E-Bike DrivetrainsIf you are new to the bike world, you have probably heard the term ‘drivetrain’ being bandied about by ‘in-the-know’ bike enthusiasts. So how does this part work?Well, the drivetrain offers the rider the power and torque to manually turn the bike’s wheels. A drivetrain powered by a mid-drive motor acquires power directly from the engine which allows the chain cranking easier. Most drivetrains enable the rider to swap gears (upsurging or reducing the resistance).
E-Bike BatteriesEvery e-bike model has a rechargeable battery, lithium ion, made up of multiple battery cells interconnected within a robust and high-quality case. With various technological improvements coming up on a daily basis, it means that the batteries in production are becoming lighter and smaller.However, they still contribute to most of the weight on an electric bike. Whatever e-bike battery brand you opt for, make sure that they possess a management system that safeguards the battery from extreme temperatures and overcharging.
Types of BatteriesE-bike batteries are one of the most vital features of an electric bike. Without a great one, you will not be heading anywhere soon! Moreover, with the e-bike battery technology evolving rapidly, it is tricky knowing which type of battery is best. Well, worry not. There are two popular battery types: the rack-mounted and the down-tube.
Rack Mount BatteryYou mount this type of battery on the back of a bicycle, and it mostly doubles as a place for panniers and extra storage. However, as one amounts it above the rear wheel, it can cause some handling issues, thus making cornering and moving the e-bike by hand more challenging.It is a flexible system that offers a place to fit the battery on almost any bike frame.
Down Tube BatteryThe downtube is the most popular mounting location for a battery. It involves the tube going from the front of the bike and down to the crank.The placement puts the battery weight low on the bike thus refining the handling. It is also the perfect option when it is in combination with a mid-drive system as the motor is situated directly behind the battery.You can mount a down tube battery on top of a regular round tube integrated into an oversized tube.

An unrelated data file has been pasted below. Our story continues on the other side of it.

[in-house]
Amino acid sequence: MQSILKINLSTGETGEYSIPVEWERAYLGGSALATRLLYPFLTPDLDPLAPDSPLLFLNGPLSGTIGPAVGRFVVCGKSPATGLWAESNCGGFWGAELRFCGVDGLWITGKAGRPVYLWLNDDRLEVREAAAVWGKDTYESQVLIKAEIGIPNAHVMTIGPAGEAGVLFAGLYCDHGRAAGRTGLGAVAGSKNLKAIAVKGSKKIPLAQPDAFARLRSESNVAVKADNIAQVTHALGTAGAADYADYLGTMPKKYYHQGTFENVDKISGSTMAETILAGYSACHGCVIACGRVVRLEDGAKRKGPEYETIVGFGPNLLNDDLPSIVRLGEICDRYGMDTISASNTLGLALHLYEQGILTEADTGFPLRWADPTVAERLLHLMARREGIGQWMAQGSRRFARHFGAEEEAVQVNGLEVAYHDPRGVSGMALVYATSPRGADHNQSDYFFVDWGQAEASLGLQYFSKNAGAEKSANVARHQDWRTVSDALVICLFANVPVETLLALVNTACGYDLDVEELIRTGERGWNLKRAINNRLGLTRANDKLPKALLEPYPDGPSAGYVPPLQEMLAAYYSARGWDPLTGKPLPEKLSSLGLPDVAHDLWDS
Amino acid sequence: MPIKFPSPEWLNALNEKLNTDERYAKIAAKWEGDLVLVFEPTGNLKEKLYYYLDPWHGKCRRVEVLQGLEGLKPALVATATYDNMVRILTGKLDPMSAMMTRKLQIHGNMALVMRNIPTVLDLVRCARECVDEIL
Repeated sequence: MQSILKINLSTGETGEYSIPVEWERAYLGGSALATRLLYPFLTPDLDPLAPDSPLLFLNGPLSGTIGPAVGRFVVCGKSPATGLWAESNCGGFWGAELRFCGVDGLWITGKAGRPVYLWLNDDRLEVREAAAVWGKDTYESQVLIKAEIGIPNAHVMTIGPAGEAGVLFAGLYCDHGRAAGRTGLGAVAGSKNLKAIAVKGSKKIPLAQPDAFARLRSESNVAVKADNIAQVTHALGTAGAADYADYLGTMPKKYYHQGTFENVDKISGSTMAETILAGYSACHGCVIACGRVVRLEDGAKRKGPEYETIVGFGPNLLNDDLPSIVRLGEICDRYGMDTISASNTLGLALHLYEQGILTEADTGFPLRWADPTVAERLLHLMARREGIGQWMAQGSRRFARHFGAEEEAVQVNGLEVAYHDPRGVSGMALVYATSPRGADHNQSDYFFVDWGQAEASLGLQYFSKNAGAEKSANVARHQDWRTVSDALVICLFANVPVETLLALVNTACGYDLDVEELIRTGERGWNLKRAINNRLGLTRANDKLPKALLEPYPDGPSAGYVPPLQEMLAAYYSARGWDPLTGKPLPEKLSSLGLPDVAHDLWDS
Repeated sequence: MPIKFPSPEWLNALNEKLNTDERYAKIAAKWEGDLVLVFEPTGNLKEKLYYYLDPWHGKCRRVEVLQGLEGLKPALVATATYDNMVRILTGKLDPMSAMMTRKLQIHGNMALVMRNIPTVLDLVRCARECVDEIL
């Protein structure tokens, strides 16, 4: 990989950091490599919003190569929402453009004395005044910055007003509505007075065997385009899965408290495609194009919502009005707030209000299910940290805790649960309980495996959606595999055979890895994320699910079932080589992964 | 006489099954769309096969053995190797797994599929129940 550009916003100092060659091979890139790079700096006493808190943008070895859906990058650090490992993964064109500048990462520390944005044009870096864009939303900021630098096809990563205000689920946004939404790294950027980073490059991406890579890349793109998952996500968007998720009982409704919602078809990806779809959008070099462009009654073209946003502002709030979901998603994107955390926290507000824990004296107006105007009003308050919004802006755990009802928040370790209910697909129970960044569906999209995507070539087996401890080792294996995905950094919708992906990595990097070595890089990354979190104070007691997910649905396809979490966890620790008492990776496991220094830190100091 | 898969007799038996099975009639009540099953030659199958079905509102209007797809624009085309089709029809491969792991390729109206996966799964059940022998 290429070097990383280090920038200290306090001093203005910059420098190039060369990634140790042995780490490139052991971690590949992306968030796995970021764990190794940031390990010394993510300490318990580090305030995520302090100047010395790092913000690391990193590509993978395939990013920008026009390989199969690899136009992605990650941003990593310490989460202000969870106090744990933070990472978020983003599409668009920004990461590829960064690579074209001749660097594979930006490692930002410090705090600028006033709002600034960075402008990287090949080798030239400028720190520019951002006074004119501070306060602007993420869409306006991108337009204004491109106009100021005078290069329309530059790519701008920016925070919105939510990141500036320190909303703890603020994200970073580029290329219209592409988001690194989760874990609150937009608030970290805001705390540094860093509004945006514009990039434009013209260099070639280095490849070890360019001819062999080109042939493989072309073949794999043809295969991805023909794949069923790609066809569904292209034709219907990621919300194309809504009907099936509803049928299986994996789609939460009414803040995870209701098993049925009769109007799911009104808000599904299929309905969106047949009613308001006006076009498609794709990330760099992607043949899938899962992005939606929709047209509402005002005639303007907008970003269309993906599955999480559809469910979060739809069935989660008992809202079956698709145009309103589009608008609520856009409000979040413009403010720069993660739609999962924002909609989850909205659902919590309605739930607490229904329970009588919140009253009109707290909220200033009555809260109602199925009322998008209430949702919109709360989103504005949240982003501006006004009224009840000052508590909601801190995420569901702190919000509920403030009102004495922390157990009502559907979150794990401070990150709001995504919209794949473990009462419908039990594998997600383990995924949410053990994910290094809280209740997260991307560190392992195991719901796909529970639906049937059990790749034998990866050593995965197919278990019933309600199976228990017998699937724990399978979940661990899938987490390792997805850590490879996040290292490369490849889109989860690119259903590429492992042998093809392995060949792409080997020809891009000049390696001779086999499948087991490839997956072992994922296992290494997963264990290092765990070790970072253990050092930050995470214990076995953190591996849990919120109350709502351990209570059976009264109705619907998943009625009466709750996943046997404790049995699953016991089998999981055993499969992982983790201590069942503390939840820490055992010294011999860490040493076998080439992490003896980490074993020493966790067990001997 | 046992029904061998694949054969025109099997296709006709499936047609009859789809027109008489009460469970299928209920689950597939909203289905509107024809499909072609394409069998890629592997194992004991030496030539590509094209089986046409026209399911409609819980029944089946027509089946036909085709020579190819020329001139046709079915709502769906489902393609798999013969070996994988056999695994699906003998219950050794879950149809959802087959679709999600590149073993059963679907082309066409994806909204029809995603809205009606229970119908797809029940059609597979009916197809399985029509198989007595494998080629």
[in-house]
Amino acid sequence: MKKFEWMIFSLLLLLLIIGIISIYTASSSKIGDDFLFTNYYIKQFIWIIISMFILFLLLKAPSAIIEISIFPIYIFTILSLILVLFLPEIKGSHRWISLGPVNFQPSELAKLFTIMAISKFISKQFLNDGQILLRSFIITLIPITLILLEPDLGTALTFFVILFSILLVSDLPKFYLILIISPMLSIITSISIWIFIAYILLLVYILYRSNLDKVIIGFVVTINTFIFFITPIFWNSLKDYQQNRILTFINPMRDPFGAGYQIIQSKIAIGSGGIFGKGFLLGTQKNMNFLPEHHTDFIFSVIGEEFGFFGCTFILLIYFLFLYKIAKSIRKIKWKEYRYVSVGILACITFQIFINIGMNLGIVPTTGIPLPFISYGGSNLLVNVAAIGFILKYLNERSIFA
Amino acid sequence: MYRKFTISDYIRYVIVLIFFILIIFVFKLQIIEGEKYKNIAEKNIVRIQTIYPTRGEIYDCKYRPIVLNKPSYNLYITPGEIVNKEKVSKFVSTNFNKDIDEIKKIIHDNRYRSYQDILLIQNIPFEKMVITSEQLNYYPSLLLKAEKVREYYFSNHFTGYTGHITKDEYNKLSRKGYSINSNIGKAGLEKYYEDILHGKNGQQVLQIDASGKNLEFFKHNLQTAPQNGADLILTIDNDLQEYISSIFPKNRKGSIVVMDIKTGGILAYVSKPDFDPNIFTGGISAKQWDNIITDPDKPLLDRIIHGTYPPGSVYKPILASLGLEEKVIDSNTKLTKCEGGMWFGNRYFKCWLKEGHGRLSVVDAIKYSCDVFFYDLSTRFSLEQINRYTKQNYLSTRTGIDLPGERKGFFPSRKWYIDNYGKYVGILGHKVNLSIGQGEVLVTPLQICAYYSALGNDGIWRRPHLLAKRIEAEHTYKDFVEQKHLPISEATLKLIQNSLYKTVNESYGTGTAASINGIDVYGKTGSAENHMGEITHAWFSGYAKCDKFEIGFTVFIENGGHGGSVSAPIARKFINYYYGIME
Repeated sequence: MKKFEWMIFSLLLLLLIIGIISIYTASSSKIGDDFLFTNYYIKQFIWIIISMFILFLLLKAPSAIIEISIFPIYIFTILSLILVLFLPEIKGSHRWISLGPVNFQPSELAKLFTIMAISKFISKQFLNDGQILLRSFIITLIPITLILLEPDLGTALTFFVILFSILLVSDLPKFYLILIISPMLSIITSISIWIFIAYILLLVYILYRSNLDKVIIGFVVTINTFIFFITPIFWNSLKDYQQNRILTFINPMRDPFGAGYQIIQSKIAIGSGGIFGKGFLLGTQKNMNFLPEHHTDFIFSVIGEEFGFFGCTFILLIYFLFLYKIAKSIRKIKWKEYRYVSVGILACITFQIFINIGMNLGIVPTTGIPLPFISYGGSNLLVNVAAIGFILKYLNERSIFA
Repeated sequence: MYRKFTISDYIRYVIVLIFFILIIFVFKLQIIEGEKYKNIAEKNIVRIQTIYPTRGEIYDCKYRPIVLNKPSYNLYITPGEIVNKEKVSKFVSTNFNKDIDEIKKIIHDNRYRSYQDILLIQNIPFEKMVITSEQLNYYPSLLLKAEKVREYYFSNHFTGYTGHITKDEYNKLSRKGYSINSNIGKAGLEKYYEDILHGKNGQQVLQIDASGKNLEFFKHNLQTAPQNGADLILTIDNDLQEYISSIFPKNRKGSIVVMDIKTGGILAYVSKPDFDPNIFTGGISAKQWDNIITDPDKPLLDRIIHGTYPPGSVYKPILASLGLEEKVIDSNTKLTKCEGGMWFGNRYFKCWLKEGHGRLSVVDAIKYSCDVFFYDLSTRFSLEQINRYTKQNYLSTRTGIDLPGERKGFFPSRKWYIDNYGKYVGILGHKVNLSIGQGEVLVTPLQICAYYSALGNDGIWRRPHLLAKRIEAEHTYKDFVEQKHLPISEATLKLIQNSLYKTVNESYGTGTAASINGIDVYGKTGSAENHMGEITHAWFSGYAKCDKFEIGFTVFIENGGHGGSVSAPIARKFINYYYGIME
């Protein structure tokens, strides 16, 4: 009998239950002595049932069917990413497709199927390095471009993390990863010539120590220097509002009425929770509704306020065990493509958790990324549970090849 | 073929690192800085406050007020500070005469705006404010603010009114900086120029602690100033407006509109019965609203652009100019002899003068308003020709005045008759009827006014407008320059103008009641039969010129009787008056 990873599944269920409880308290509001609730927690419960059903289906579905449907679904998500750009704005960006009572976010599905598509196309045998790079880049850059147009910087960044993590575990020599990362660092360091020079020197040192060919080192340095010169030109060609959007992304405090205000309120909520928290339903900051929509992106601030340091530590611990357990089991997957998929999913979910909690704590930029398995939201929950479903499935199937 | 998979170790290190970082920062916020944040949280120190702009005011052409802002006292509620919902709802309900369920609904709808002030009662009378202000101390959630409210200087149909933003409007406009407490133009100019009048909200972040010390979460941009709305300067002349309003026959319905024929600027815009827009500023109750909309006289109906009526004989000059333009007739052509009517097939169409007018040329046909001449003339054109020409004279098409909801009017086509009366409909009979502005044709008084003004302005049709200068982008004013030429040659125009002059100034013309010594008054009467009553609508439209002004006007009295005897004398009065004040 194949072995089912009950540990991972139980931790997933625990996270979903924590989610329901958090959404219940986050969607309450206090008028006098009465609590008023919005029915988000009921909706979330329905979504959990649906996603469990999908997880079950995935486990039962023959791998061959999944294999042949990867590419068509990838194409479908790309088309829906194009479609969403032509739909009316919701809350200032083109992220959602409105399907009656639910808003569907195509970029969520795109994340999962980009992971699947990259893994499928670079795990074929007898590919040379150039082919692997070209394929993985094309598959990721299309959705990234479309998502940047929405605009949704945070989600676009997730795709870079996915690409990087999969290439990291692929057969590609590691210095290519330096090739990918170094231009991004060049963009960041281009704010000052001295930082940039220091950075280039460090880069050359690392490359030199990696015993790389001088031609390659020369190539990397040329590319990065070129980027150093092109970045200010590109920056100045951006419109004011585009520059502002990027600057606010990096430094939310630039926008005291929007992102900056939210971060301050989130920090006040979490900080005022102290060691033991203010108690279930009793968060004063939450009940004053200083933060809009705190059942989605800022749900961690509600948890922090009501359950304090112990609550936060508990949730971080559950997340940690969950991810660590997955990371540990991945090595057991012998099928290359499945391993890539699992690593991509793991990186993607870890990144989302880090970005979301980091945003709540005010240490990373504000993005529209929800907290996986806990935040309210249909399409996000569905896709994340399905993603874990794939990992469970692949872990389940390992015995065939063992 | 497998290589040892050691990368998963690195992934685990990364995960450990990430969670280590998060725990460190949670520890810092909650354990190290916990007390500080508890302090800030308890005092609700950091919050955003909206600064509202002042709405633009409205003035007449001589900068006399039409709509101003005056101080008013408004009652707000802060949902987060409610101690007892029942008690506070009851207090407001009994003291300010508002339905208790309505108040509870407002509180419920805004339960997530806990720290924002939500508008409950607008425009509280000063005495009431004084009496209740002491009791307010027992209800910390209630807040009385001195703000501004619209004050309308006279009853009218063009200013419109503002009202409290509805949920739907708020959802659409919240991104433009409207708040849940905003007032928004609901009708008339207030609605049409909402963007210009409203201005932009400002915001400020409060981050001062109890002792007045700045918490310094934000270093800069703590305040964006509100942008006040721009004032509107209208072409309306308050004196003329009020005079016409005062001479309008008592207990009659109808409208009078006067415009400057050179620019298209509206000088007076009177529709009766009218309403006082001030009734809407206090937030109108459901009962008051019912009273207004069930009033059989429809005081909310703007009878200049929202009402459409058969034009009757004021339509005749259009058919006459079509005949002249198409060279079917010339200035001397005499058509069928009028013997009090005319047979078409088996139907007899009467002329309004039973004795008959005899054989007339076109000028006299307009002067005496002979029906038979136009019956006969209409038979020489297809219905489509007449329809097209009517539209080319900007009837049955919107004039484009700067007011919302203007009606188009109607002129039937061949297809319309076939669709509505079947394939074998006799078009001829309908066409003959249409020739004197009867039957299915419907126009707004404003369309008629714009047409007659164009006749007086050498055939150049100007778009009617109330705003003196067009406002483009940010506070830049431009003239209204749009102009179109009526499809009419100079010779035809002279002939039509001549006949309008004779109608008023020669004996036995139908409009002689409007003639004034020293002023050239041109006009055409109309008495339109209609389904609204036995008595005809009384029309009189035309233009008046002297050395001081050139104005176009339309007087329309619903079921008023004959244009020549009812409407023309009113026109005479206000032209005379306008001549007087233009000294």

Battery LifeThe battery life of any e-bike rests on a variety of factors including the battery size, the bike’s weight, the terrain one covers, and lastly, the rider’s weight. With that in mind, if you have a newer battery model, then you need to expect it to last you at least 35 – 40 miles.As for the lifetime of a battery, it all depends on how often one uses it. Most great manufacturers offer cover for two years, and a good rule of thumb. So, an impressive battery needs to last you around 1000 charge cycles which would be 37 000 miles of riding.
Charging an E-Bike BatteryYou can load an e-bike either from the mains power socket, or, as seen with most new models, you can remove it from the bike, thus making it easier to find a plug point.A full charge takes between three to four hours, and one can partially charge it in about an hour or two without damaging the battery.Newer batteries, however, do not need to be fully discharged before recharging.
Selecting an E-Bike- The Prime Configuration and Price Points
Archetypally, a mid-drive motor with a geared drivetrain and down tube battery is the picture-perfect configuration for an e-bike since has the least impact on handling and provides you with the best performance. It is undoubtedly the reason why it is the most popular combination of sound quality production e-bikes.
Higher-end ebikes, on the other hand, tend to be lighter, they offer more reliable battery life and better control over speed, and they have the best build quality.
E-bike tech is evolving at a rapid rate, and the latest improvements carry a price premium. However, in most cases, the price is overstated due to the e-bikes brand.
Prices vary substantially, and for most commuters, a mid-range e-bike will be more than sufficient. For a mid-range e-bike, with impressive features, by a reputable brand, the price should be around $1500. When picking out an e-bike; compare the various elements, battery life and build quality of the bike to make sure that you get the perfect deal.